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Are You an Antibiotics Steward or Deadbeat?

By Philip Betbeze  
   November 20, 2015


The data is powerful. The same Pediatrics paper says that more than two million Americans develop antibiotic resistant infections each year and more than 23,000 die from them. The results are harrowing. They're chronicled in the individual stories of pain, loss and even death that result from the superbugs that have developed much more quickly than they should due to antibiotics overuse.

Deveny mentioned Daniel Fells, once a starting tight end for the New York Giants, now likely never to play again thanks to a deadly MRSA infection he got from a cortisone shot. In fact, he's lucky to be alive. Here's another one about former Tampa Bay Buccaneers and New York Giants kicker Lawrence Tynes.

Yes, the investments in education and clinical standards to combat antibiotics overuse can be expensive and the return on those investments can be hard to impossible to quantify. But if antibiotic resistance is to become less of an issue, they must be made.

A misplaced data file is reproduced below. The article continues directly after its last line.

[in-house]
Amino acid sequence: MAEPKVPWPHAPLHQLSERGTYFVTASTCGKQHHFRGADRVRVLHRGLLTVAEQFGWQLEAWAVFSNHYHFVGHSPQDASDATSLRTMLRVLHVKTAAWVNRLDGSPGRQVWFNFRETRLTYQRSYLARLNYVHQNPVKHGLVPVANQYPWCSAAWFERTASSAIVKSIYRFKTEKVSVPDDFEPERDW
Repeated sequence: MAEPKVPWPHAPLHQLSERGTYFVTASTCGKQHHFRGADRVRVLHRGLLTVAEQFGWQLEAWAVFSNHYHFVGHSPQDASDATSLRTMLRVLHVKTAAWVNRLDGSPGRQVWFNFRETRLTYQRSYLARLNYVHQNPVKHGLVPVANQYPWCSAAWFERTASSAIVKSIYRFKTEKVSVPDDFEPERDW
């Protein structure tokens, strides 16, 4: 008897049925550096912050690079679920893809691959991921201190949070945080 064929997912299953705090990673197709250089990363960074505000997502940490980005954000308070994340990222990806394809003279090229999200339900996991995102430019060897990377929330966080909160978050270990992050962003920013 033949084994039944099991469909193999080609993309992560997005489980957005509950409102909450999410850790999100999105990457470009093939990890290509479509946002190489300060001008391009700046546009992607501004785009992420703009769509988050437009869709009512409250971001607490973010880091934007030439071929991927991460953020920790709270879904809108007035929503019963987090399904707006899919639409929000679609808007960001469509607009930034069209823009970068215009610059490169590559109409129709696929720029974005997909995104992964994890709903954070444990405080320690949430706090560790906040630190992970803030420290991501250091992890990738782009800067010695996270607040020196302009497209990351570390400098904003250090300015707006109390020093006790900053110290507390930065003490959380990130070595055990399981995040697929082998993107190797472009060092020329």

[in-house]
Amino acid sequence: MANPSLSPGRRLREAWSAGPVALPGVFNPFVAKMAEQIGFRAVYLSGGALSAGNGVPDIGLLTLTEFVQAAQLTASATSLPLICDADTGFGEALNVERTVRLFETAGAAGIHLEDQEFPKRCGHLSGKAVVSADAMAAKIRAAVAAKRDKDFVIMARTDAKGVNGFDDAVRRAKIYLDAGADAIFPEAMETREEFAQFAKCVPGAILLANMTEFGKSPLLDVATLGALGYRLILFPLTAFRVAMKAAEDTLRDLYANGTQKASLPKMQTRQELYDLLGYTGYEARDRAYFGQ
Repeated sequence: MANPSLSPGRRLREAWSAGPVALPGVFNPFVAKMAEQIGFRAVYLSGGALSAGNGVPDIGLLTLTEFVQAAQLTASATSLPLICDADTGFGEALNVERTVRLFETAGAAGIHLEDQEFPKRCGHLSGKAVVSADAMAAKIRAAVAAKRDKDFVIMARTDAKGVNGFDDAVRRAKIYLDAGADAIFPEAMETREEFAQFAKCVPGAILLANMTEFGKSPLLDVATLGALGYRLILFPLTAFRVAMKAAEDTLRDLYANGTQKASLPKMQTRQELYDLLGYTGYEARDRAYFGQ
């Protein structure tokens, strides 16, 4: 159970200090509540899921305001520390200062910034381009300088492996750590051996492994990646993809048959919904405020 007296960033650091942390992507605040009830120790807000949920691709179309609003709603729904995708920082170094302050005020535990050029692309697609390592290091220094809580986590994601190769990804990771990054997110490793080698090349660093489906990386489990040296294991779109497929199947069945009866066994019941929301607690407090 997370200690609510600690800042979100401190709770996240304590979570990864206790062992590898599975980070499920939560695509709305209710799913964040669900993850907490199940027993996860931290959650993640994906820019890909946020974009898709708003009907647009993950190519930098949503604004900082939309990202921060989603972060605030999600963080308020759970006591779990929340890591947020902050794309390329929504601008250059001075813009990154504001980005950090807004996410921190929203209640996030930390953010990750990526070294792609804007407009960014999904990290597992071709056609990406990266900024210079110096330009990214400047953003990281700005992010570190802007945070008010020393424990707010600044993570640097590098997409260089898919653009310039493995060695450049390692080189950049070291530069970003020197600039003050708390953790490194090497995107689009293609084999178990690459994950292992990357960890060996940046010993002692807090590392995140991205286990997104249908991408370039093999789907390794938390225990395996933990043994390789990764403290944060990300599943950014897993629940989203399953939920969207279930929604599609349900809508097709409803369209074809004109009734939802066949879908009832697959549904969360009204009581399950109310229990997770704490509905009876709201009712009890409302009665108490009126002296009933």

And for organizations that are busily trying to shift and mold incentives toward the idea of improving the health of entire populations, such investments are table stakes. You can't say you're improving the health of your community if you're not serious about attacking antibiotic resistance organizationally.

If you need any more convincing of how much suffering antibiotic resistance causes, look no further than here. Remember, these are the survivors.

A Cruel Outcome
Here's a personal story of one of my good friends from college who isn't. Albert is not his real name, but I'll use it here. Albert befriended me the first day I showed up at my freshman residence hall in college. He brought me home once or twice when he knew I was going to be alone for the weekend. I met his parents, his sister. I was a groomsman in his wedding. We kept in touch over the years. He called me this June to catch up and told me that after he experienced headaches and vision problems, his doctors discovered a mass in his brain.

They found out it was malignant after the surgery. But the cancer didn't kill him. Albert died this summer due to a preventable surgical site infection. He's a statistic now, but less than six months ago, he was a successful 45-year-old electrical engineer, with a wife and two kids to whom he was devoted.

Philip Betbeze is the senior leadership editor at HealthLeaders.

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